How to Prepare for the Silicon Valley Interview - Part 1

written in hiring, interview, interview-series, interviewing, job, silicon, tips, valley

For the past few months, I’ve been interviewing with different companies on the Valley, from some of the well-known giants to promising startups. Over the next couple of weeks I’ll be publishing a series of articles about the things I learned in the journey. This is Part 1.

Interview process, the big picture

This is an overview of what the whole process entails:

I found that dividing the whole process in parts helped me build a schedule and create deadlines for the different phases.

This article will cover the first two phases:

But before we jump to the first phase let’s talk about the interview timeline.

The timeline

How much time do you need to go through all of this?

Well, it depends… For me it took around four months but YMMV. If you search online you’ll find plenty of study plans to follow. But I think the best thing you can do is to take it at your own pace.

Here are some tips I used to set up my interviewing schedule:

  •  Divide the preparation in phases just like I did on my timeline. Then Create a new calendar on Google Calendar and use it to set reminders and deadlines for each of the phases of the preparation. This will give you a nice visual overview of where you stand in the process and how much time you’ve left before moving to the next phase.
  • I also used Trello to create a list of tasks to complete. I’d sort them by priority and grab a few to tackle each day. The trick is to try to break them down small enough so you can complete each of them in one sit.

Updating your resume

Sooner or later you’ll have to sit down and face the dreadful task of updating your resume.

There’s a ton of advice online on how to write a good resume. Instead of trying to sum it all up I’m going to give you the 3 tips that helped me the most:

  1. Show your accomplishments. Your bullet points for each role should focus on your achievements. For example: _“Improved project loading performance on web-app by 5x by introducing hints on the persistence layer to handle transactions more efficiently”_
  2. Don’t include everything. You’re not writing your autobiography, there’s no need to include every single task you’ve ever worked on. Adding extra information only decreases the signal to noise ratio. Trim down your resume to only keep the best of the best. One or two pages max!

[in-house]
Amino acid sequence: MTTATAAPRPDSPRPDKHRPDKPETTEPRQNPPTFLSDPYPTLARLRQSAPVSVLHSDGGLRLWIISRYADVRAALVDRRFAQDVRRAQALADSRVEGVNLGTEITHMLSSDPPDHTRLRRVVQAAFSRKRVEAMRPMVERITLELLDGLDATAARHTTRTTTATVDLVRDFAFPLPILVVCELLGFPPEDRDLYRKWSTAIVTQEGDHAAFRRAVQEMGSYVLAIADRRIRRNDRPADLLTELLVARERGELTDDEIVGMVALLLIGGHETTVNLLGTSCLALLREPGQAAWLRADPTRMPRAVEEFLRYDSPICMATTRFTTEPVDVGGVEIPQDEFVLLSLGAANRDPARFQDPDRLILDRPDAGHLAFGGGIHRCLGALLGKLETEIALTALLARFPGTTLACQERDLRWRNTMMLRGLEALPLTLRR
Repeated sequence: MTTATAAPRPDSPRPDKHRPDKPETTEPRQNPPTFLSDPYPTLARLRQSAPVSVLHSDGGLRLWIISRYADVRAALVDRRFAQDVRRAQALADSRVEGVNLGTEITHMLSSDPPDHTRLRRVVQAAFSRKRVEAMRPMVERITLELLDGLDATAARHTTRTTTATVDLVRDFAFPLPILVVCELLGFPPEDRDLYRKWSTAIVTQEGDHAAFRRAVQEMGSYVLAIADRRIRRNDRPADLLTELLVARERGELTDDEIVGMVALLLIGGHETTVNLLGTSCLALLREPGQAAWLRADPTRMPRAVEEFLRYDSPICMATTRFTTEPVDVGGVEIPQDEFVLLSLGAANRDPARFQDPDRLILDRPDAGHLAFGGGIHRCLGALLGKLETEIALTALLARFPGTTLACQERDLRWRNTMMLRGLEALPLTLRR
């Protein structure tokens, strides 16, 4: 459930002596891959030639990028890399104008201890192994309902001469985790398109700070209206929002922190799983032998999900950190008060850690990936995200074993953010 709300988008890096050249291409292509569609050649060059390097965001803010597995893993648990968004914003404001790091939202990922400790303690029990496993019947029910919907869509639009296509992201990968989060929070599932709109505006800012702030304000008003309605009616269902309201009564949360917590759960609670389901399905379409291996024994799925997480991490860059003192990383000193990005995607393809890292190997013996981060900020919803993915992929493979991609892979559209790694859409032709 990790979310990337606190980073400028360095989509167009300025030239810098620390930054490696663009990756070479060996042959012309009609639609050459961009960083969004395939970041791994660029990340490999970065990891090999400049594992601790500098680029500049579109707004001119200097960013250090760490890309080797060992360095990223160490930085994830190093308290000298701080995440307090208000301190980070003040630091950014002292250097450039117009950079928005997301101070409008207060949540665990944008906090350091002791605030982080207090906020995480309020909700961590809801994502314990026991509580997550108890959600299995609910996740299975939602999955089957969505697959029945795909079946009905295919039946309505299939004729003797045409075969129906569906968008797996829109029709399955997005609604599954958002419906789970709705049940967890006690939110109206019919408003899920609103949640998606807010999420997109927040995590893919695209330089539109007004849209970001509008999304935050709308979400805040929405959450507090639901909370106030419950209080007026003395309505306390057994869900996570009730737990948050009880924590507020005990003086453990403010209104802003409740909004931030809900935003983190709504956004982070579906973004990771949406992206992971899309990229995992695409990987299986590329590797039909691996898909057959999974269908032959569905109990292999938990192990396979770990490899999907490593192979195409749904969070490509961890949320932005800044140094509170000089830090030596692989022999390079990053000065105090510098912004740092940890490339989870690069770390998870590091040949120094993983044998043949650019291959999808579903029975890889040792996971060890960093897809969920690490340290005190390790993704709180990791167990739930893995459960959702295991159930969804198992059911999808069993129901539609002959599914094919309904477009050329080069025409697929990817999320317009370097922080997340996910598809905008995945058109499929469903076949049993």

3. Make it look awesome. You don’t get a free pass on style just because you’re a developer and not a designer. Making a pretty resume is going to take you longer, but believe me: recruiters do notice it and appreciate the effort. Going the extra mile will set you apart. For an easy to use graphic-design tool try Canva, I can’t recommend it enough.

As an example this is what my resume currently looks like:


As with any piece of good writing it’ll take many iterations to get there. Start with a shitty first draft and share it with your friends and recruiters to get feedback and make improvements.

Behavioral questions

Since you’re working on your resume you’ll want to start preparing for the behavioral questions too. These are the questions that get asked before the coding interview. Their purpose is to give the interviewer a better sense of the accomplishments listed on your resume, and to assess whether you’re a good fit with the company culture. There are 3 parts to the behavioral questions preparation:

The first thing you should prepare is a two-minute introduction of yourself. This is your resume condensed to an elevator pitch. Cover a little bit about your background, your current job responsibilities and any side-project worth mentioning. If you’re curious this is what my introduction looked like.

The second thing is to prepare for the typical interview questions such as “Why are you leaving your current job?” or “What are your strengths and weaknesses?”.

Finally, you should prepare a couple of stories for questions like: “Tell me about a time you made a mistake” or “Tell me about a time when you had conflicts interacting with one of your coworkers and how you handled it”. Following the advice in Cracking the Coding Interview1 I created a table like this: